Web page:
December 9, 2011

From the Editor Emeritus / John F. Fink

Biblical readings: The Lord protects Jerusalem

John F. FinkNext week, the Third Week in Advent, the biblical readings in the Office of Readings are from the Book of Isaiah. On Sunday through Friday, they are from Chapters 29-33. On Saturday, Dec. 17, they jump ahead to Chapter 45.

Chapters 18 and 19 of the Second Book of Kings give the historic background for Chapters 29-33 of the Book of Isaiah, and it would help if you read them first.

We start to read Chapter 29 on this Saturday, Dec. 10. As I wrote last week, in this chapter Isaiah predicts that Jerusalem will come under siege. He had long counseled King Hezekiah not to ally Judah with Egypt and against Assyria, and he continues to do so in the readings next week.

If Judah was looking for someone other than “the Holy One of Israel” for protection, Isaiah said, both the protector (Egypt) and the protected (Judah) would fall (Is 31:1-3). Hezekiah, though, didn’t listen.

In the year 701 B.C., King Sennacherib of Assyria attacked Judah. His forces speedily swept through the country. Assyrian historical records list 46 cities that he captured before he surrounded Jerusalem.

Isaiah supported Hezekiah as the king refused to surrender. Hezekiah fortified the city walls and dug a trench to bring water from the Gihon spring outside the city to the pool of Siloam inside. Isaiah encouraged the people, telling them that God would preserve his city.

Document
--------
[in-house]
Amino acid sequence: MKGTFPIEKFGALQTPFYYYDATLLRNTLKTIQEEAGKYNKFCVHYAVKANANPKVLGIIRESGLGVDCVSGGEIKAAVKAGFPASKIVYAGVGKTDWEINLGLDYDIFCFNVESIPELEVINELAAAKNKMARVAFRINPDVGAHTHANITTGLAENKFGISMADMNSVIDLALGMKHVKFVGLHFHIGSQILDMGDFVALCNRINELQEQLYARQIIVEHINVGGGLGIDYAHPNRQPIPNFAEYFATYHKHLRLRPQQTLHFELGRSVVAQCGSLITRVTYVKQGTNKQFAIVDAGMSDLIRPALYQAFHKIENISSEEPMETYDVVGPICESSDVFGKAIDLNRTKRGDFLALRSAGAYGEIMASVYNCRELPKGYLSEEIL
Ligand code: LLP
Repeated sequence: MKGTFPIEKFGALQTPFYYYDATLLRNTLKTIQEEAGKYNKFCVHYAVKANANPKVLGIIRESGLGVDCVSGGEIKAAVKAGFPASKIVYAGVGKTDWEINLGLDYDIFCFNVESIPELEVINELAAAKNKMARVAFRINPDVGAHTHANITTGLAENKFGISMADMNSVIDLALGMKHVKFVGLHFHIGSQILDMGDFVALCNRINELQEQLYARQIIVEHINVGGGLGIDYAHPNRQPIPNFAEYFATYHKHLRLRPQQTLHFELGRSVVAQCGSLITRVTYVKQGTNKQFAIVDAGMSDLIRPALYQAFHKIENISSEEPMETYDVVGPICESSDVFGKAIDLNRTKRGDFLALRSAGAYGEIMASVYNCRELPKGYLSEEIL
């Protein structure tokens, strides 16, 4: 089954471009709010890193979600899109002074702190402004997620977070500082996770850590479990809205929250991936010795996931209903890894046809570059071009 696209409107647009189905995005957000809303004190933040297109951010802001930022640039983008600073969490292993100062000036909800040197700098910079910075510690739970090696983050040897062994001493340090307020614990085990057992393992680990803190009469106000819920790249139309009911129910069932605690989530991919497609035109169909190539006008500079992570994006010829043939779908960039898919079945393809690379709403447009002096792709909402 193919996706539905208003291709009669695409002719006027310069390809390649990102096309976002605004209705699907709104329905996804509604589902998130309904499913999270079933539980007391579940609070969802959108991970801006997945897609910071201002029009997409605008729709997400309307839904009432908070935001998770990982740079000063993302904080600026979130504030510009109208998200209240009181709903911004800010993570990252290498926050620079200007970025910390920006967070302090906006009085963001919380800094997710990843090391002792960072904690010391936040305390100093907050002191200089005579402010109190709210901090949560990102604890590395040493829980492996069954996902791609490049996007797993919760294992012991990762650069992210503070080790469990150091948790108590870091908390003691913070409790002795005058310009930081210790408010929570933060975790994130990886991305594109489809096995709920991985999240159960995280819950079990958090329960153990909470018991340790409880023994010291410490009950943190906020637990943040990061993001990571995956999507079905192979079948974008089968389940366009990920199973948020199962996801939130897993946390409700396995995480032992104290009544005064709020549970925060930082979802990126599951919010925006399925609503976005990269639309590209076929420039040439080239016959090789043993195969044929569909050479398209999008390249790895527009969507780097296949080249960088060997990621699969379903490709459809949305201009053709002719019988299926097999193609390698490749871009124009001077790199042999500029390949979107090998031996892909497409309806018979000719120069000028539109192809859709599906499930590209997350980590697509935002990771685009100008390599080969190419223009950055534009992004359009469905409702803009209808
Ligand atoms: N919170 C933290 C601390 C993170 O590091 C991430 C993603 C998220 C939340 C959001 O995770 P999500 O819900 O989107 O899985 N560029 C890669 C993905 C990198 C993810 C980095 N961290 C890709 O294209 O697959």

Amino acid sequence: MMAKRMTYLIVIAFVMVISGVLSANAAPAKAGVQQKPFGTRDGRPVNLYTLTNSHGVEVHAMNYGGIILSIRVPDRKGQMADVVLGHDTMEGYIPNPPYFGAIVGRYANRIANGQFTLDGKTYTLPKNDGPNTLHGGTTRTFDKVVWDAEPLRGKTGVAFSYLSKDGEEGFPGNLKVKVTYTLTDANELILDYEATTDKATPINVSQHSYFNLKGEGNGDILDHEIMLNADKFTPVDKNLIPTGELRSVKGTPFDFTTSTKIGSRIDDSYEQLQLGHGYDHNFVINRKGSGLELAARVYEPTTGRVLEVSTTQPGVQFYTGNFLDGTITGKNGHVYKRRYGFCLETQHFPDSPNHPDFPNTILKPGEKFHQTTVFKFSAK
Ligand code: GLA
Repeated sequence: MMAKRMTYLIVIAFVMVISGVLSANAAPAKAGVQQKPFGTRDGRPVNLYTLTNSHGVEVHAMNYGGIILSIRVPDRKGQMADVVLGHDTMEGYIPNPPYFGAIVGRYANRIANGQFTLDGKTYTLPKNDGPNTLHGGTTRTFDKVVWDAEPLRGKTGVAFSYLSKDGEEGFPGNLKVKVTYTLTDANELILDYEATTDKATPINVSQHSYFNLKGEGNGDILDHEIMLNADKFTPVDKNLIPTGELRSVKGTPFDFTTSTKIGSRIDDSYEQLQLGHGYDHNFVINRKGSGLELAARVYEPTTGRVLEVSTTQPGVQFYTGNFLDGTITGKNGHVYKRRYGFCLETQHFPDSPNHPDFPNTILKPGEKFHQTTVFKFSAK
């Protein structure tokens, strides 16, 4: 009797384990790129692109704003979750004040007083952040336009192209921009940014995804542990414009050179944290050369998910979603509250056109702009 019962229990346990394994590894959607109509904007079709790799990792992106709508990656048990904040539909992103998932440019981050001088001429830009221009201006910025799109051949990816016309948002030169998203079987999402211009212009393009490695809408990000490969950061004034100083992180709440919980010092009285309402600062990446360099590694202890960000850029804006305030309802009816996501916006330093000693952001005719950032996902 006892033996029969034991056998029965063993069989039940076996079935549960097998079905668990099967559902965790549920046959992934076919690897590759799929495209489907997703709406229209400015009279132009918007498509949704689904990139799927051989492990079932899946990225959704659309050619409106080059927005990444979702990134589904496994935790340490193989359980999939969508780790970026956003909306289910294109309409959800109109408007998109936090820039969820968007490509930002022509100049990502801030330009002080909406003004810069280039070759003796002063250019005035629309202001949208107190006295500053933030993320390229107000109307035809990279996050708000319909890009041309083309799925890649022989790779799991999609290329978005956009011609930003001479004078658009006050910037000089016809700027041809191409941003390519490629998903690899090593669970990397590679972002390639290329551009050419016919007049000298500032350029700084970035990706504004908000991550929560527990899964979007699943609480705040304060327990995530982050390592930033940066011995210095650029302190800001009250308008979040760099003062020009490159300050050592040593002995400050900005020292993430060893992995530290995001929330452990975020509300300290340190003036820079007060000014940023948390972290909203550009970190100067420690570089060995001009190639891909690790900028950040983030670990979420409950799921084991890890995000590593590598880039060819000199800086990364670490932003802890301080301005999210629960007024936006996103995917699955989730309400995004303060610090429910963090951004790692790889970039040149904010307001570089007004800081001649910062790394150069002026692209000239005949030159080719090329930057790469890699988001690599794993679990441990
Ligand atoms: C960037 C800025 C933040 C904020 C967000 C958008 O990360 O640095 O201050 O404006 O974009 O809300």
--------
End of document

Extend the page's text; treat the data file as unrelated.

Isaiah predicted, “Assyria shall fall by a sword not wielded by man, no mortal sword shall devour him; he shall flee before the sword, and his young men shall be impressed as laborers. He shall rush past his crag in panic, and his princes shall flee in terror from his standard, says the Lord who has a fire in Zion and a furnace in Jerusalem” (Is 31:8-9).

The Second Book of Kings tells what happened next: “That night the angel of the Lord went forth and struck down 185,000 men in the Assyrian camp. Early the next morning, there they were, all the corpses of the dead. So Sennacherib, the king of Assyria, broke camp, and went back home to Nineveh” (2 Kgs 19:35-36).

That figure of 185,000 soldiers killed seems highly improbable, but the Assyrians gave up the siege. Isaiah’s prophecy was fulfilled.

The reading for next Saturday, Dec. 17, is from what is known as Second Isaiah or Deutero-Isaiah. It was written toward the end of the Babylonian Exile.

Jerusalem was spared in 701 B.C. and Judah continued to exist for another 114 years. Then, in 587 B.C., it was conquered by the Babylonians and the Jews were taken to Babylon—like Assyria, in modern Iraq. Then the Persian Empire (modern Iran), under King Cyrus, conquered Babylon in 539 B.C. Cyrus permitted the Jews to return to their native land.

The reading in Isaiah says, “Thus says the Lord to his anointed, Cyrus” (Is 45:1). He says to Cyrus, “It is I who arm you, though you know me not” (Is 45:5). Thus, even if Cyrus wasn’t aware of it, God was using him to accomplish his plans for his people. †

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